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Eugene_adsorption_paper.pdf (3.79 MB)

Material Property Targets for Emerging Nanomaterials to Enable Point-of-Use and Point-of-Entry Water Treatment Systems

submitted on 22.06.2020 and posted on 24.06.2020 by Elvis Eugene, William Phillip, Alexander Dowling
The scarcity of potable water is an imminent threat to at least half the world's population. Engineered nanomaterials (ENMs) have the potential to treat water from polluted sources to mitigate the scarcity of potable water. However, the performance demands on these materials in practical applications has not been studied in detail. This is but one of the challenges that hinder the widespread implementation of ENMs for water treatment. The emerging fit-for-purpose paradigm which encourages water treatment at the point-of-use (POU) or point-of-entry (POE) could lower the barrier for the use of ENMs in water technology by incorporating smaller, decentralized ENM-based treatment systems. This work develops a bottom-up and top-down modeling framework to facilitate the design of nanoporous membrane-based sorbents, a promising class of ENMs, for POU and POE water treatment applications. Langmuir isotherm and membrane structure-property calculations provide the multiscale link between molecular properties, including affinity, saturation capacity, and pore size, device design decisions, including membrane area and thickness, and system design decisions, including sorbent mass and number of parallel modules. The framework predicts that for lead contaminants, existing materials are near molecular and systems limitations; improvements in the properties of adsorptive materials to treat lead will yield few benefits for POU and POE treatment systems. Moreover, the framework provides dimensionless formulas that apply to all adsorptive systems that exhibit (near) equilibrium behavior as an easy-to-use tool for the broader membrane science and environmental engineering communities to assess the feasibility of emerging materials to meet process demands. A case study regarding materials for arsenic removal demonstrates how to apply the modeling framework to calculate material properties targets and predict system performance for an arbitrary single-solute adsorption process. Finally, these dimensionless models are used to identify three distinct regions of relative performance between batch and semi-continuous processes. These results give caution to applying scale-up heuristics outside their valid region, which can lead to under- or over-design during bottom-up studies. The presented modeling framework is a crucial step to fully optimize engineered nanomaterials across material, device, and system scales.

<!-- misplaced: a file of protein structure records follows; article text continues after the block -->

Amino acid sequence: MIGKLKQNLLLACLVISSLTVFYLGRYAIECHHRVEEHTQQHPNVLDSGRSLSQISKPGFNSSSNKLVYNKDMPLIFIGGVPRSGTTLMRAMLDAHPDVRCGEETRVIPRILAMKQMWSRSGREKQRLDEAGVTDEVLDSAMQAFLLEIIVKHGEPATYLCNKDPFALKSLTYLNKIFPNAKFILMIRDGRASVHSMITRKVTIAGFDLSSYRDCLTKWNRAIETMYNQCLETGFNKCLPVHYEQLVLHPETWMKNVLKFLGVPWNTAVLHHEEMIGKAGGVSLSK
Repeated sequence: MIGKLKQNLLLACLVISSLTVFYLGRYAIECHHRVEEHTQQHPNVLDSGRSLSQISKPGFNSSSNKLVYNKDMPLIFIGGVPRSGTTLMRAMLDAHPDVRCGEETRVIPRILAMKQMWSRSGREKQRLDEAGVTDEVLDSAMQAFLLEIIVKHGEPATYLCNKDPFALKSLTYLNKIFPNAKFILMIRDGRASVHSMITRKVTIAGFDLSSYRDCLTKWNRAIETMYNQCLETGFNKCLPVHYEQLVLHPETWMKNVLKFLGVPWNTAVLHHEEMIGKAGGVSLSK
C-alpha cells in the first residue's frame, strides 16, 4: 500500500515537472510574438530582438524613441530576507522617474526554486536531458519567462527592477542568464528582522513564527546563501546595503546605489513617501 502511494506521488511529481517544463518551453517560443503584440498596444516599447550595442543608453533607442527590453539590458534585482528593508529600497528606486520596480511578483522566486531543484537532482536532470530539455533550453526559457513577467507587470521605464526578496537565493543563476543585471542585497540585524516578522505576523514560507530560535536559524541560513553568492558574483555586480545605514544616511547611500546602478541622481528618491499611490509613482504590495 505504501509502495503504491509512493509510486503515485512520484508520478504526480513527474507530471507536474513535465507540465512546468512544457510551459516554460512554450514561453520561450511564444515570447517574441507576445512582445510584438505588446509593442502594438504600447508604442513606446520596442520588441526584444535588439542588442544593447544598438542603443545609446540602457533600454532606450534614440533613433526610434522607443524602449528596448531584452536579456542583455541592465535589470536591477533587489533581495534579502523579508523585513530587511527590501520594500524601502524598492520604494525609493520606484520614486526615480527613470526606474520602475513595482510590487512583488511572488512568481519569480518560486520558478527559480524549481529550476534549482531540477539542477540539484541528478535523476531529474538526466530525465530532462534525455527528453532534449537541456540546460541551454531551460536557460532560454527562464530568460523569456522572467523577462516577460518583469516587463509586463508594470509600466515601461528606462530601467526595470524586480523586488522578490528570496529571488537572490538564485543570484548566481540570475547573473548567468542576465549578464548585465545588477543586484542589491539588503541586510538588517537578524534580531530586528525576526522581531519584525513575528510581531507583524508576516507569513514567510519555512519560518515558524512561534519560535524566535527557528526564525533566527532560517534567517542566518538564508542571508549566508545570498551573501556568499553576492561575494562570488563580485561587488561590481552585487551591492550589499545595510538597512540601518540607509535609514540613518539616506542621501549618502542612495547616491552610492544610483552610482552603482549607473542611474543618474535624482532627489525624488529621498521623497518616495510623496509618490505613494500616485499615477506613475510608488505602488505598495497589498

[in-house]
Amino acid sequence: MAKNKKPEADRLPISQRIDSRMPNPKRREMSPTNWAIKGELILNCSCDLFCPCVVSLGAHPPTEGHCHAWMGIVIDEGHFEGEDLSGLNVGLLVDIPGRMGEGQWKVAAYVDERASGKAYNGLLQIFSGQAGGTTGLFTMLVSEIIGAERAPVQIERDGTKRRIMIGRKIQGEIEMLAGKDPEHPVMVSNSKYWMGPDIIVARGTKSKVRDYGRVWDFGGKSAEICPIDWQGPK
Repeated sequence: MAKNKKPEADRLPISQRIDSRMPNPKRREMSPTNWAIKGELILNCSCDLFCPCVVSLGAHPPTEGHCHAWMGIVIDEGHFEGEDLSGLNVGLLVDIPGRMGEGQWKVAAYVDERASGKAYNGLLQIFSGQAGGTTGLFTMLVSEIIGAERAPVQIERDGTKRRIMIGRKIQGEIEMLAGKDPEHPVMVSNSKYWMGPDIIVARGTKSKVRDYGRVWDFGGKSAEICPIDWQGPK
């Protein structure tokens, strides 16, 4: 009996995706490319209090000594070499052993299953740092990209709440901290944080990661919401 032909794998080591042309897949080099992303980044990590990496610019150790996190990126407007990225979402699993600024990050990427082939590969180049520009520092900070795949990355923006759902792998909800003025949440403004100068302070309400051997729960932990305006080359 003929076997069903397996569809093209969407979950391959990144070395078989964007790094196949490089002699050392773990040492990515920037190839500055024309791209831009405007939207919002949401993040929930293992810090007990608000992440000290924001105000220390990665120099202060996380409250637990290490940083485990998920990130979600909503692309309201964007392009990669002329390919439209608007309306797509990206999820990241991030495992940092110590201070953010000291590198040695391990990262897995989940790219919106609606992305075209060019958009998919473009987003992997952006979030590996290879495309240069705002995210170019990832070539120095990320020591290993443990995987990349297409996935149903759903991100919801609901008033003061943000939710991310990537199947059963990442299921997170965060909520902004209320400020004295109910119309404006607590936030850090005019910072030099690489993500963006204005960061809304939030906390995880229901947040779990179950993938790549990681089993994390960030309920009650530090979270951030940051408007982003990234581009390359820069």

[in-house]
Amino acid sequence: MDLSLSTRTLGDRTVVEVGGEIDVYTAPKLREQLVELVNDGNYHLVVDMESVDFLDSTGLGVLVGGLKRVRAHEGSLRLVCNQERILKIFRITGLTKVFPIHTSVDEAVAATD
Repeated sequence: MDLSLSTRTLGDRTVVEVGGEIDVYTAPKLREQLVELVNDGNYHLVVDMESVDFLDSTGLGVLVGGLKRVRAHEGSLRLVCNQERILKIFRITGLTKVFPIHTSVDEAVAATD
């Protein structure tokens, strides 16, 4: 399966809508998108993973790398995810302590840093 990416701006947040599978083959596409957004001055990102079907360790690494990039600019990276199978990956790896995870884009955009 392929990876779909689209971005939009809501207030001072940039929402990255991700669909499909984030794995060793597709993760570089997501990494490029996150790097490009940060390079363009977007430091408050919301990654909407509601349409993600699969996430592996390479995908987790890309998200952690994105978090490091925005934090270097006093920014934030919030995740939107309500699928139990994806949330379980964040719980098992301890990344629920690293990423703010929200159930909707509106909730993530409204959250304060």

University of Notre Dame

NSF CBET-1924715 (Environmental Engineering)


Email Address of Submitting Author


University of Notre Dame


United States

ORCID For Submitting Author


Declaration of Conflict of Interest

No conflict of interest

Version Notes

The initial version before submissions to an archival journal.